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Word Count: 1,439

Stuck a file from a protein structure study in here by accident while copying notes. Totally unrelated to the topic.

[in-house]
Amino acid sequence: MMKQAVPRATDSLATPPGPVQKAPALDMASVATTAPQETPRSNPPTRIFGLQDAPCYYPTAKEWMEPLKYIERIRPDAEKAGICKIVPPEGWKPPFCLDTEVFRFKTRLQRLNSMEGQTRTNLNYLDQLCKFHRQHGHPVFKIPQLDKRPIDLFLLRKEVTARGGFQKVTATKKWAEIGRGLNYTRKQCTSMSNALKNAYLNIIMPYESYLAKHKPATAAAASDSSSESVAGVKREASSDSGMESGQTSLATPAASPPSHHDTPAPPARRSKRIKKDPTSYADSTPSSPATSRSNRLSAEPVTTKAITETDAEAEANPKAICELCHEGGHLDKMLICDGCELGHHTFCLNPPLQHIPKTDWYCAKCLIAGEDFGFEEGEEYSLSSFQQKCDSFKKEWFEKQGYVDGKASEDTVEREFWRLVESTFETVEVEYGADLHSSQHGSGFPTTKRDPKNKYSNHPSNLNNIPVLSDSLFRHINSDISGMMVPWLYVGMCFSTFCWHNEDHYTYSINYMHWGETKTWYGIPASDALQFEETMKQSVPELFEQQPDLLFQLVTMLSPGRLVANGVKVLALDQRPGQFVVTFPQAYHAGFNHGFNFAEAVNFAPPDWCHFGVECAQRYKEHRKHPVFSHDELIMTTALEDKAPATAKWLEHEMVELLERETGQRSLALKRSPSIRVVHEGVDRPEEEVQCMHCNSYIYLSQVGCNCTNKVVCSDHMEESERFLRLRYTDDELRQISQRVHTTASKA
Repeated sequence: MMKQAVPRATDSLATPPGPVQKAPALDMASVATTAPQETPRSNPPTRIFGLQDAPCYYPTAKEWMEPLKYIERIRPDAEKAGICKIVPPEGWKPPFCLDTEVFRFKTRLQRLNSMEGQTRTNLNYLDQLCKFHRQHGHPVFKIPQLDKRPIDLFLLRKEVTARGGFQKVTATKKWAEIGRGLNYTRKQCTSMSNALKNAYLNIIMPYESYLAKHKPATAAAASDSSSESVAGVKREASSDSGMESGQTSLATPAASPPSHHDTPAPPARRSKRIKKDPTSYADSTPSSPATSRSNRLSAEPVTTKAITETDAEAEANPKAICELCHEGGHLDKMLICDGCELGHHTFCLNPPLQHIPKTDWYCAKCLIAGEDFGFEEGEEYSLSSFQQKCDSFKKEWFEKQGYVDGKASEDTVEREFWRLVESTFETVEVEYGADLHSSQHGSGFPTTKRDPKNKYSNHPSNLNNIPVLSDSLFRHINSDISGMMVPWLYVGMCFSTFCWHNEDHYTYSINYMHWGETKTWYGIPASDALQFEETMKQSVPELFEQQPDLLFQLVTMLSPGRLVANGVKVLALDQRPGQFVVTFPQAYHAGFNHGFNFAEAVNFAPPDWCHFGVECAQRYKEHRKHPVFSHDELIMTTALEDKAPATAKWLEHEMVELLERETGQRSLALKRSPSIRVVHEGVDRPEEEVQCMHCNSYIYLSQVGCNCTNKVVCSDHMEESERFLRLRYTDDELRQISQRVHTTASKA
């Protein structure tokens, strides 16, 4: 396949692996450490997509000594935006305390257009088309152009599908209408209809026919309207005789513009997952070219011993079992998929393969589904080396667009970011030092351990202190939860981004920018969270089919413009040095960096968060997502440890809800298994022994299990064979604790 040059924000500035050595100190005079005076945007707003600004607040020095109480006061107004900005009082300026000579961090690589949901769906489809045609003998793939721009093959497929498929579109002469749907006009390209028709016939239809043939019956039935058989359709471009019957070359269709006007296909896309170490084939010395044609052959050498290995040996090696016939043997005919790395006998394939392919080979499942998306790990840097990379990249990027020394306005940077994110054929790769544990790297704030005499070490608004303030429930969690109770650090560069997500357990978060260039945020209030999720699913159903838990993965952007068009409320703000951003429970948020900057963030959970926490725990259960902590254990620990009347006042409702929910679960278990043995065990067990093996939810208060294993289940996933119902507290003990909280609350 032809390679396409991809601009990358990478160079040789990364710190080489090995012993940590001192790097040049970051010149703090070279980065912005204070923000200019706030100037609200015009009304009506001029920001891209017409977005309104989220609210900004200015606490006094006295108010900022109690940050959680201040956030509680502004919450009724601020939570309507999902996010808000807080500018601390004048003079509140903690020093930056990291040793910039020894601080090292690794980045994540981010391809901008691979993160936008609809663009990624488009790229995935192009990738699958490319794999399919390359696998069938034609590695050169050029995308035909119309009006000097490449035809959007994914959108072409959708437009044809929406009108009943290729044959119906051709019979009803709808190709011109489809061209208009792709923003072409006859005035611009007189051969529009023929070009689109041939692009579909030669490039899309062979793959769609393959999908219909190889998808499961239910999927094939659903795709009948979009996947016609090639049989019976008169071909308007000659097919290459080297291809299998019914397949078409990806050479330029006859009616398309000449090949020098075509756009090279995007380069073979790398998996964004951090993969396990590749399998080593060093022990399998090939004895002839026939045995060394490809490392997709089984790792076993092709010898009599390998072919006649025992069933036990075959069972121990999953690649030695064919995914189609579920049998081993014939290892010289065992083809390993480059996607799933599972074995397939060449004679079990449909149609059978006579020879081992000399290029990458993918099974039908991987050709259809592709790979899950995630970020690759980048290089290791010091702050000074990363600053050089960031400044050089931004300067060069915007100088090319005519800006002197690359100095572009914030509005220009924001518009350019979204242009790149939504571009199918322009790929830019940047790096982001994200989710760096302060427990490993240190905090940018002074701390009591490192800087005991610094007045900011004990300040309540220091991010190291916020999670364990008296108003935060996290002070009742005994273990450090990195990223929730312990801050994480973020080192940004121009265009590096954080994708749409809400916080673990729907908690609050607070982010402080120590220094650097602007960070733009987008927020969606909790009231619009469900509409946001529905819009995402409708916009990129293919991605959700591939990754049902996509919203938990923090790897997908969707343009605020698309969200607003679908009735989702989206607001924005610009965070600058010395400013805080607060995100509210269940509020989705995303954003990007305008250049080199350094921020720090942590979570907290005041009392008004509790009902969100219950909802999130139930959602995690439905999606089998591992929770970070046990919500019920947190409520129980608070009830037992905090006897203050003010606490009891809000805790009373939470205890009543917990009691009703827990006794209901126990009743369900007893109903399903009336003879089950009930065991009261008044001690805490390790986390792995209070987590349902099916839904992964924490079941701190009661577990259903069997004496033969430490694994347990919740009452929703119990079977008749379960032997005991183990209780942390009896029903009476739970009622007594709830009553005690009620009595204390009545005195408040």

Iagos soliloquies II iii 304-329 And whats he then that says I play the villain When this advice is free I give and honest Probal to thinking and indeed the course To win the Moor again For tis most easy Thinclining Desdemona to subdue In any honest suit Shes framed as fruitful As the free elements and then for her To win the Moor weret to renounce his baptism All seals and symbols of redeemed sin His soul is so enfettered to her love That she may make unmake do what she list Even as her appetite shall play the god With his weak function How am I then a villain To counsel Cassio to his parallel course Directly to his good Divinity of hell When devils will the blackest sins put on They do suggest at first with heavenly shows As I do now For whiles this honest fool Piles Desdemona to repair his fortunes And she for him pleads strongly to the Moor Ill pour pestilence into his ear That she repeals him for her bodys lust And by how much she strives to do him good She shall undo her credit with the Moor So will I turn her virtue into pitch And out of her own goodness make the net That shall enmesh them all A soliloquy is a dramatic convention that allows a character to speak directly to an audience indicating their motives feelings and decision We learn more about a character through a soliloquy than the actions of the play alone The soliloquy in Act 3 Scene 3 304-329 shows us of Iagos plan to deceive Othello mislead Cassio and use Desdemona for his treacherous plan that will eventually lead to the ultimate tragedy of the play Iago one of William Shakespeares most intriguing and plausible villains in the book of Othello is often described as being completely evil The dramatic quality of Iago can
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